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In the aftermath of Jack’s passing

The death of Jack Layton has pretty much
consumed the political sphere. While the volume of material out there is
overwhelming, a few things that I took particular note of included the following:

The government has taken the populist Princess
Diana precedent and is going against protocol to give Layton a state funeral.

Here is a look at Layton’s passing in the context of Canadian parliamentary history. The last opposition leader
to die while in office was Sir Wilfrid Laurier (after he lost the election as prime minister).

Here is a video of Libby Davies talking
to The Canadian Press about Layton’s
passing.

Elsewhere, Leona Aglukkaq says the 2014
health accords will have a major focus on accountability. As though her government understands the term.

Harper is “consulting with allies” on the
future of our mission in Libya, which I trust means that we’ll do
whatever the Americans are doing.

The government procurement watchdog says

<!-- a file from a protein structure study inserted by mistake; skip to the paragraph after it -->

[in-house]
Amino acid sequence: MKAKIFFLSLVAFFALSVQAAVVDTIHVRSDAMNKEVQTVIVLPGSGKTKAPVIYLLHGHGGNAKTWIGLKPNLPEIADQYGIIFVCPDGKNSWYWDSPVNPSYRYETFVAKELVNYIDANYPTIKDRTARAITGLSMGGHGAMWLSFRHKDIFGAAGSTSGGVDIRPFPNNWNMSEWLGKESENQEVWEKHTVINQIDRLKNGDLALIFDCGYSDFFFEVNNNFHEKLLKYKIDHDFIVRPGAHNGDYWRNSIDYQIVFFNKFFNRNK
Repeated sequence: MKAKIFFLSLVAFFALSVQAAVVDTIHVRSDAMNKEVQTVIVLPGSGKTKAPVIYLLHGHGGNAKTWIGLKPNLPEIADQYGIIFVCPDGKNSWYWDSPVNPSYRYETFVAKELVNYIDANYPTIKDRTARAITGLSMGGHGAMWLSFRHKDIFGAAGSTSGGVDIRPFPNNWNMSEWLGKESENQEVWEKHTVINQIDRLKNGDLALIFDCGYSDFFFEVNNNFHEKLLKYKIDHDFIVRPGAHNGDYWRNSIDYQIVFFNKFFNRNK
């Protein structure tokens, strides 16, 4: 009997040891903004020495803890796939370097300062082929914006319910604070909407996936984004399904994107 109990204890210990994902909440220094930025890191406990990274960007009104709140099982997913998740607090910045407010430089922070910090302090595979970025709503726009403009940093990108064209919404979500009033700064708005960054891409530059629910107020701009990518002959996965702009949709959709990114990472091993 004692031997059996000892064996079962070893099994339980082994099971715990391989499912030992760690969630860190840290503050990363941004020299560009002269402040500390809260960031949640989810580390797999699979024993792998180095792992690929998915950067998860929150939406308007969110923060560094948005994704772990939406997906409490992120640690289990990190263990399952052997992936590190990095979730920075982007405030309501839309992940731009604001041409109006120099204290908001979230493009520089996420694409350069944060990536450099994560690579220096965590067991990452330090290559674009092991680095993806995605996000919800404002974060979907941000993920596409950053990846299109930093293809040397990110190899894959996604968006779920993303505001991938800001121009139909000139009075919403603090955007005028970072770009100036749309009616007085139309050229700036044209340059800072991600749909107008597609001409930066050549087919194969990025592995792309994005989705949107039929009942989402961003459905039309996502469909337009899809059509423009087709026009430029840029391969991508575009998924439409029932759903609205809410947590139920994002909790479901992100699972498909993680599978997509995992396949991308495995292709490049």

that many suppliers who have bad experiences with government contracts suck
it up for fear of losing those contracts – which means that problems then end up not being addressed.

And the outgoing Senate ethics officer,
Jean Fournier, has sent a scathing note to the NDP’s ethics critic, Charlie
Angus, for the open letter that he sent about the apparent state of Senate ethics. Fournier
not only lays out the numerous factual errors in Angus’s letter, but also
points out that Angus’s accusations come from a partisan motivation, which he (rightfully)
calls distasteful. And he has a very good point – one chamber trying to
undermine another does no favours for good governance.

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